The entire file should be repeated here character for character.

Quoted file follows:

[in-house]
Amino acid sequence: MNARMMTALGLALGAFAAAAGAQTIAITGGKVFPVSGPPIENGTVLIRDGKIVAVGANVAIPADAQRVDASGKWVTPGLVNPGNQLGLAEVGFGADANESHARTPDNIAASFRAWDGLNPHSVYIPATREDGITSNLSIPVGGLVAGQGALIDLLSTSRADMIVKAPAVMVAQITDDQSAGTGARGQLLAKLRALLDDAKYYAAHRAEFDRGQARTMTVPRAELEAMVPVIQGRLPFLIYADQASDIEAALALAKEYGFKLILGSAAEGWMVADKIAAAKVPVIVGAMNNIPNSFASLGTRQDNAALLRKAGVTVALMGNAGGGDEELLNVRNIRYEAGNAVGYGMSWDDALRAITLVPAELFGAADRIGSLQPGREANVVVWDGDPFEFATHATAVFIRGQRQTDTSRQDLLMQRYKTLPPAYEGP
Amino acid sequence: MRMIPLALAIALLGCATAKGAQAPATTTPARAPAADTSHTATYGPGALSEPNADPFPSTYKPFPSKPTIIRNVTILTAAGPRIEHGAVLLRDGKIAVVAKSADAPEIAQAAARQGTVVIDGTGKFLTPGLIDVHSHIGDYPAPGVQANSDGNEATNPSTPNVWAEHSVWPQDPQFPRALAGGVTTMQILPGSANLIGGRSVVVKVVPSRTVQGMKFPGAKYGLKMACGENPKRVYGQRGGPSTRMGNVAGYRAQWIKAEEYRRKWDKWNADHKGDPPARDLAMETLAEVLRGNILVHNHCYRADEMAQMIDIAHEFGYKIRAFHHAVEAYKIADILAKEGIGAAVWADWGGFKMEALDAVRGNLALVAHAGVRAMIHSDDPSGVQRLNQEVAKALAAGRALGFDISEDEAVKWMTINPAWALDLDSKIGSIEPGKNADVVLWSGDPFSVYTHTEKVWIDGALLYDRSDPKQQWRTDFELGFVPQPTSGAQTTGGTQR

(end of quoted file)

[in-house]
Amino acid sequence: MNARMMTALGLALGAFAAAAGAQTIAITGGKVFPVSGPPIENGTVLIRDGKIVAVGANVAIPADAQRVDASGKWVTPGLVNPGNQLGLAEVGFGADANESHARTPDNIAASFRAWDGLNPHSVYIPATREDGITSNLSIPVGGLVAGQGALIDLLSTSRADMIVKAPAVMVAQITDDQSAGTGARGQLLAKLRALLDDAKYYAAHRAEFDRGQARTMTVPRAELEAMVPVIQGRLPFLIYADQASDIEAALALAKEYGFKLILGSAAEGWMVADKIAAAKVPVIVGAMNNIPNSFASLGTRQDNAALLRKAGVTVALMGNAGGGDEELLNVRNIRYEAGNAVGYGMSWDDALRAITLVPAELFGAADRIGSLQPGREANVVVWDGDPFEFATHATAVFIRGQRQTDTSRQDLLMQRYKTLPPAYEGP
Amino acid sequence: MRMIPLALAIALLGCATAKGAQAPATTTPARAPAADTSHTATYGPGALSEPNADPFPSTYKPFPSKPTIIRNVTILTAAGPRIEHGAVLLRDGKIAVVAKSADAPEIAQAAARQGTVVIDGTGKFLTPGLIDVHSHIGDYPAPGVQANSDGNEATNPSTPNVWAEHSVWPQDPQFPRALAGGVTTMQILPGSANLIGGRSVVVKVVPSRTVQGMKFPGAKYGLKMACGENPKRVYGQRGGPSTRMGNVAGYRAQWIKAEEYRRKWDKWNADHKGDPPARDLAMETLAEVLRGNILVHNHCYRADEMAQMIDIAHEFGYKIRAFHHAVEAYKIADILAKEGIGAAVWADWGGFKMEALDAVRGNLALVAHAGVRAMIHSDDPSGVQRLNQEVAKALAAGRALGFDISEDEAVKWMTINPAWALDLDSKIGSIEPGKNADVVLWSGDPFSVYTHTEKVWIDGALLYDRSDPKQQWRTDFELGFVPQPTSGAQTTGGTQR